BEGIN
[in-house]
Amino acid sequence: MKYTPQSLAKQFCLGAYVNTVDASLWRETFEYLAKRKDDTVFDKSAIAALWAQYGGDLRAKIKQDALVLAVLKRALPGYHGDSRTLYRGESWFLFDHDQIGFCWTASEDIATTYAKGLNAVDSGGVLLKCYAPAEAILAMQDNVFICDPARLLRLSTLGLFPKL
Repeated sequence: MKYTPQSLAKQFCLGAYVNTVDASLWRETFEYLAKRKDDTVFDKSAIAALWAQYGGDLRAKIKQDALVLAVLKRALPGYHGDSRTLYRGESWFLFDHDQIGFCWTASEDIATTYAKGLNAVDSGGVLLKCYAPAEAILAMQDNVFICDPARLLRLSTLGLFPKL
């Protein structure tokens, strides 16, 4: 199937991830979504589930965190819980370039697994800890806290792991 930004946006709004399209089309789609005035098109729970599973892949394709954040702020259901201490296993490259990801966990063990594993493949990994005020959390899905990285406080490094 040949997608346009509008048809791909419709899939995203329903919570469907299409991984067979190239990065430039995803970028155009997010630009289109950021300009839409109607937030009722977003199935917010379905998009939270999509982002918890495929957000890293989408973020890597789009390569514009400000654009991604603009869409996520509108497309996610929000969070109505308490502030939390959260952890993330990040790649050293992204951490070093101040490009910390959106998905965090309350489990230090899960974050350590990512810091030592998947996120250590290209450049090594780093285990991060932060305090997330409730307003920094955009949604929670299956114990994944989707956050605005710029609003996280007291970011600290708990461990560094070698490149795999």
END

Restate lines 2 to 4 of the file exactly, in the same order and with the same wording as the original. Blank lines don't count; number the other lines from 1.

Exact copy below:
Amino acid sequence: MKYTPQSLAKQFCLGAYVNTVDASLWRETFEYLAKRKDDTVFDKSAIAALWAQYGGDLRAKIKQDALVLAVLKRALPGYHGDSRTLYRGESWFLFDHDQIGFCWTASEDIATTYAKGLNAVDSGGVLLKCYAPAEAILAMQDNVFICDPARLLRLSTLGLFPKL
Repeated sequence: MKYTPQSLAKQFCLGAYVNTVDASLWRETFEYLAKRKDDTVFDKSAIAALWAQYGGDLRAKIKQDALVLAVLKRALPGYHGDSRTLYRGESWFLFDHDQIGFCWTASEDIATTYAKGLNAVDSGGVLLKCYAPAEAILAMQDNVFICDPARLLRLSTLGLFPKL
């Protein structure tokens, strides 16, 4: 199937991830979504589930965190819980370039697994800890806290792991 930004946006709004399209089309789609005035098109729970599973892949394709954040702020259901201490296993490259990801966990063990594993493949990994005020959390899905990285406080490094 040949997608346009509008048809791909419709899939995203329903919570469907299409991984067979190239990065430039995803970028155009997010630009289109950021300009839409109607937030009722977003199935917010379905998009939270999509982002918890495929957000890293989408973020890597789009390569514009400000654009991604603009869409996520509108497309996610929000969070109505308490502030939390959260952890993330990040790649050293992204951490070093101040490009910390959106998905965090309350489990230090899960974050350590990512810091030592998947996120250590290209450049090594780093285990991060932060305090997330409730307003920094955009949604929670299956114990994944989707956050605005710029609003996280007291970011600290708990461990560094070698490149795999």